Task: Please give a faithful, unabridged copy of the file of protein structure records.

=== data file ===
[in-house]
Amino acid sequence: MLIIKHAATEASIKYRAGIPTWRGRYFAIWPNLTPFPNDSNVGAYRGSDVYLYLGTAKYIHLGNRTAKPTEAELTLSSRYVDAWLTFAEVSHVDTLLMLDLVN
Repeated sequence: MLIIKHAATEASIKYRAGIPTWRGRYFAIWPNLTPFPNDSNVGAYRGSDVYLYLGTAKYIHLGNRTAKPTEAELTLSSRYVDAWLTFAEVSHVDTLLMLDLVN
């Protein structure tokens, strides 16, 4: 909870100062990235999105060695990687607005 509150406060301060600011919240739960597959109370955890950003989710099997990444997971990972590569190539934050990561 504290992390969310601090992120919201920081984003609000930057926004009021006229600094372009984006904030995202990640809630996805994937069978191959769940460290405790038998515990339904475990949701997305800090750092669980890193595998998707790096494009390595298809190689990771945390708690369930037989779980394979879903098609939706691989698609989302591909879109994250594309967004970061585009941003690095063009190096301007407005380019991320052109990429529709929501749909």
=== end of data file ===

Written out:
[in-house]
Amino acid sequence: MLIIKHAATEASIKYRAGIPTWRGRYFAIWPNLTPFPNDSNVGAYRGSDVYLYLGTAKYIHLGNRTAKPTEAELTLSSRYVDAWLTFAEVSHVDTLLMLDLVN
Repeated sequence: MLIIKHAATEASIKYRAGIPTWRGRYFAIWPNLTPFPNDSNVGAYRGSDVYLYLGTAKYIHLGNRTAKPTEAELTLSSRYVDAWLTFAEVSHVDTLLMLDLVN
């Protein structure tokens, strides 16, 4: 909870100062990235999105060695990687607005 509150406060301060600011919240739960597959109370955890950003989710099997990444997971990972590569190539934050990561 504290992390969310601090992120919201920081984003609000930057926004009021006229600094372009984006904030995202990640809630996805994937069978191959769940460290405790038998515990339904475990949701997305800090750092669980890193595998998707790096494009390595298809190689990771945390708690369930037989779980394979879903098609939706691989698609989302591909879109994250594309967004970061585009941003690095063009190096301007407005380019991320052109990429529709929501749909």